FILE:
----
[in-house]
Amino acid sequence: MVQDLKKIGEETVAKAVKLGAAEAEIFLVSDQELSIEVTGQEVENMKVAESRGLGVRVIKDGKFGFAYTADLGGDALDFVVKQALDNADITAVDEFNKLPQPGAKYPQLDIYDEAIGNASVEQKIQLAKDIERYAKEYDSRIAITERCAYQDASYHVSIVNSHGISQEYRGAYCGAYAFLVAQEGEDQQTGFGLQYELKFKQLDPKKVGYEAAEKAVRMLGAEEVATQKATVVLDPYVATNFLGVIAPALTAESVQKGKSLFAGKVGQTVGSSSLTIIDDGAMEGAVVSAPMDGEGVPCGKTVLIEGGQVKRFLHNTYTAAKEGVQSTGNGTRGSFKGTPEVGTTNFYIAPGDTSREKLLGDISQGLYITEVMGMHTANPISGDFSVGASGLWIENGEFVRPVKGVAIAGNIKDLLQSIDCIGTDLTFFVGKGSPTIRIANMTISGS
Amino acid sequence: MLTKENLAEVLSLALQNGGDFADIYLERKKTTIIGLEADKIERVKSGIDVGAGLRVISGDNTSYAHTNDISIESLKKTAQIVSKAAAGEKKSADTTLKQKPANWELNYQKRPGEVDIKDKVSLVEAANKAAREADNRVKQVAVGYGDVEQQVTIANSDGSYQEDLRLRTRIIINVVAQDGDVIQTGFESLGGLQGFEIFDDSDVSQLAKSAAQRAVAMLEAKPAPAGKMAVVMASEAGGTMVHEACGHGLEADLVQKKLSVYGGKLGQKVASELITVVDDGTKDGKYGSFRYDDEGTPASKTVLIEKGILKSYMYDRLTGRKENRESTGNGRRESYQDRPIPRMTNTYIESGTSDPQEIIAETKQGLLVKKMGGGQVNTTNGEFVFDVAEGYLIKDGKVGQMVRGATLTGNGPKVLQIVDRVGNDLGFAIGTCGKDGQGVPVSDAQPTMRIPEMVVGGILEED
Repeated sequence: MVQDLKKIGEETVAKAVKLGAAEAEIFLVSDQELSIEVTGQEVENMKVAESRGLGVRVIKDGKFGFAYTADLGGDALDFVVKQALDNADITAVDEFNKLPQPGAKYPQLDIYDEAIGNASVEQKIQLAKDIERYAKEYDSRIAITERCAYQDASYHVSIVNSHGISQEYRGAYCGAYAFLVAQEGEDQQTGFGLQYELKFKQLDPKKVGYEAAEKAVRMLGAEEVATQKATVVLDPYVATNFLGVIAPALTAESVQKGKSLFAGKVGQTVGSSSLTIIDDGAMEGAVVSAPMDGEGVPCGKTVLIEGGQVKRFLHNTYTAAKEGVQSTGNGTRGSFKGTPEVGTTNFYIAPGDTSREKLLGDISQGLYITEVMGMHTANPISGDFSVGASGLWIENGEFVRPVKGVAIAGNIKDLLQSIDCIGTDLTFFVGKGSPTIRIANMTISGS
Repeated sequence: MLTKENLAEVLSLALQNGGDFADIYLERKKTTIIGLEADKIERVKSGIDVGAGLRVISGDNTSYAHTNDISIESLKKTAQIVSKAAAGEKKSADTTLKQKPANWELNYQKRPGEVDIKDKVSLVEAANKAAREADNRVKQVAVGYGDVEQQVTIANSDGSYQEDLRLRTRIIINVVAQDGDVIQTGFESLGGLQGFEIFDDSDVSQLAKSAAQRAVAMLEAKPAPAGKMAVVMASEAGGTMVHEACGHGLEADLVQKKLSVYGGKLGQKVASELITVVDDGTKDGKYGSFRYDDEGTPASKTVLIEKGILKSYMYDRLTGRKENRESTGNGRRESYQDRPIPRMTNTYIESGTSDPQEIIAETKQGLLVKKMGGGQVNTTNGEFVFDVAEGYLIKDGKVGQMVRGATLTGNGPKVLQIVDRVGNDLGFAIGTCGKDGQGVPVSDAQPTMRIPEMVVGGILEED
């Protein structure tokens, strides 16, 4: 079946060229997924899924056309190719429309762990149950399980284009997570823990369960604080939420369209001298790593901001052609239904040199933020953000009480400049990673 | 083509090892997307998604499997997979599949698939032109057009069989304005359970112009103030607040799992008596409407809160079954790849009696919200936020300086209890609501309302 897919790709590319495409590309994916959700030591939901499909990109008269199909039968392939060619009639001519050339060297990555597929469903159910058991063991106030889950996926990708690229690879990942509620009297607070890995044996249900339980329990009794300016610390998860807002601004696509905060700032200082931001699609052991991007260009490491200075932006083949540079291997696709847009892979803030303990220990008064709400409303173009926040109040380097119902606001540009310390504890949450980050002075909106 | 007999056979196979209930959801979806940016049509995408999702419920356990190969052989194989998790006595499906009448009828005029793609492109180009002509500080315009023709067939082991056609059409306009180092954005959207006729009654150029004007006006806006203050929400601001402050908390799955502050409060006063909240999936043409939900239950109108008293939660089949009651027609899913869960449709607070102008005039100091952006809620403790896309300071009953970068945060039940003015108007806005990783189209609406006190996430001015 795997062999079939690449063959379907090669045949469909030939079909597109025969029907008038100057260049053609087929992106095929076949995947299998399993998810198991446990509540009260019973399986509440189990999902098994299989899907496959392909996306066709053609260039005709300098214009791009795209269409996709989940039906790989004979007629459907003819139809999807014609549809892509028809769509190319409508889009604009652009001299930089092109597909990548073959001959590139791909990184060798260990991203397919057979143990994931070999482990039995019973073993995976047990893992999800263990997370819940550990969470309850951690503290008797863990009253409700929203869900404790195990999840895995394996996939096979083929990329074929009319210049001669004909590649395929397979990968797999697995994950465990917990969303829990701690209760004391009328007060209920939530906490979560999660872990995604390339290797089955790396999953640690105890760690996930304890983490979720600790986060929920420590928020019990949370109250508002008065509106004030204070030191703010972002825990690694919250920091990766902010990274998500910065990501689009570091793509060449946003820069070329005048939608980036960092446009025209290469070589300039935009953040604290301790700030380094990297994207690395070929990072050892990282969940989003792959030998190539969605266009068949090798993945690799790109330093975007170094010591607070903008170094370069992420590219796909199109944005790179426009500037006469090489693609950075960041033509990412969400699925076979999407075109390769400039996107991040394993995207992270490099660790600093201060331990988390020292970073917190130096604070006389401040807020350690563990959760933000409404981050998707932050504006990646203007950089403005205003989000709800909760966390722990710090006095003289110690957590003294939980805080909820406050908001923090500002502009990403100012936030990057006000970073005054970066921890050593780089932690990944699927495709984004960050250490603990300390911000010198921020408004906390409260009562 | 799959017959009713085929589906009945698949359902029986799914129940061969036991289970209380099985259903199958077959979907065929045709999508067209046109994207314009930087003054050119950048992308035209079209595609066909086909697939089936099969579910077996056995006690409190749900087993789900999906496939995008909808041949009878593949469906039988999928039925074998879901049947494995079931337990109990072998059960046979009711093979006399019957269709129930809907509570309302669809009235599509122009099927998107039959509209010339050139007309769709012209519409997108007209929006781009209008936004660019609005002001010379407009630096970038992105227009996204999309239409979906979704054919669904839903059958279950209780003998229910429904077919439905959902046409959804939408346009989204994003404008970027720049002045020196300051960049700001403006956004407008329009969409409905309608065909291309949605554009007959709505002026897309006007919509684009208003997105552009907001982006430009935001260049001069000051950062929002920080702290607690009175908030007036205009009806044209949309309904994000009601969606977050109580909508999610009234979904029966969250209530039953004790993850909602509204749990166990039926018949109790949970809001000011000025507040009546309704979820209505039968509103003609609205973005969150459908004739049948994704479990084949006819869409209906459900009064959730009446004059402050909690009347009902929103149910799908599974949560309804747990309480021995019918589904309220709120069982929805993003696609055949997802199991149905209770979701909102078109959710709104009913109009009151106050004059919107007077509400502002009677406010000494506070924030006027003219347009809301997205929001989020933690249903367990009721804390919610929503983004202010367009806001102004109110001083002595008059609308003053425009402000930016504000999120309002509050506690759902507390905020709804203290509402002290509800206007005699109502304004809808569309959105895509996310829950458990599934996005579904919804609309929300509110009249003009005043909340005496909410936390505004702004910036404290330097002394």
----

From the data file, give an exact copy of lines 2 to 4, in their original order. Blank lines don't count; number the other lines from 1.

Amino acid sequence: MVQDLKKIGEETVAKAVKLGAAEAEIFLVSDQELSIEVTGQEVENMKVAESRGLGVRVIKDGKFGFAYTADLGGDALDFVVKQALDNADITAVDEFNKLPQPGAKYPQLDIYDEAIGNASVEQKIQLAKDIERYAKEYDSRIAITERCAYQDASYHVSIVNSHGISQEYRGAYCGAYAFLVAQEGEDQQTGFGLQYELKFKQLDPKKVGYEAAEKAVRMLGAEEVATQKATVVLDPYVATNFLGVIAPALTAESVQKGKSLFAGKVGQTVGSSSLTIIDDGAMEGAVVSAPMDGEGVPCGKTVLIEGGQVKRFLHNTYTAAKEGVQSTGNGTRGSFKGTPEVGTTNFYIAPGDTSREKLLGDISQGLYITEVMGMHTANPISGDFSVGASGLWIENGEFVRPVKGVAIAGNIKDLLQSIDCIGTDLTFFVGKGSPTIRIANMTISGS
Amino acid sequence: MLTKENLAEVLSLALQNGGDFADIYLERKKTTIIGLEADKIERVKSGIDVGAGLRVISGDNTSYAHTNDISIESLKKTAQIVSKAAAGEKKSADTTLKQKPANWELNYQKRPGEVDIKDKVSLVEAANKAAREADNRVKQVAVGYGDVEQQVTIANSDGSYQEDLRLRTRIIINVVAQDGDVIQTGFESLGGLQGFEIFDDSDVSQLAKSAAQRAVAMLEAKPAPAGKMAVVMASEAGGTMVHEACGHGLEADLVQKKLSVYGGKLGQKVASELITVVDDGTKDGKYGSFRYDDEGTPASKTVLIEKGILKSYMYDRLTGRKENRESTGNGRRESYQDRPIPRMTNTYIESGTSDPQEIIAETKQGLLVKKMGGGQVNTTNGEFVFDVAEGYLIKDGKVGQMVRGATLTGNGPKVLQIVDRVGNDLGFAIGTCGKDGQGVPVSDAQPTMRIPEMVVGGILEED
Repeated sequence: MVQDLKKIGEETVAKAVKLGAAEAEIFLVSDQELSIEVTGQEVENMKVAESRGLGVRVIKDGKFGFAYTADLGGDALDFVVKQALDNADITAVDEFNKLPQPGAKYPQLDIYDEAIGNASVEQKIQLAKDIERYAKEYDSRIAITERCAYQDASYHVSIVNSHGISQEYRGAYCGAYAFLVAQEGEDQQTGFGLQYELKFKQLDPKKVGYEAAEKAVRMLGAEEVATQKATVVLDPYVATNFLGVIAPALTAESVQKGKSLFAGKVGQTVGSSSLTIIDDGAMEGAVVSAPMDGEGVPCGKTVLIEGGQVKRFLHNTYTAAKEGVQSTGNGTRGSFKGTPEVGTTNFYIAPGDTSREKLLGDISQGLYITEVMGMHTANPISGDFSVGASGLWIENGEFVRPVKGVAIAGNIKDLLQSIDCIGTDLTFFVGKGSPTIRIANMTISGS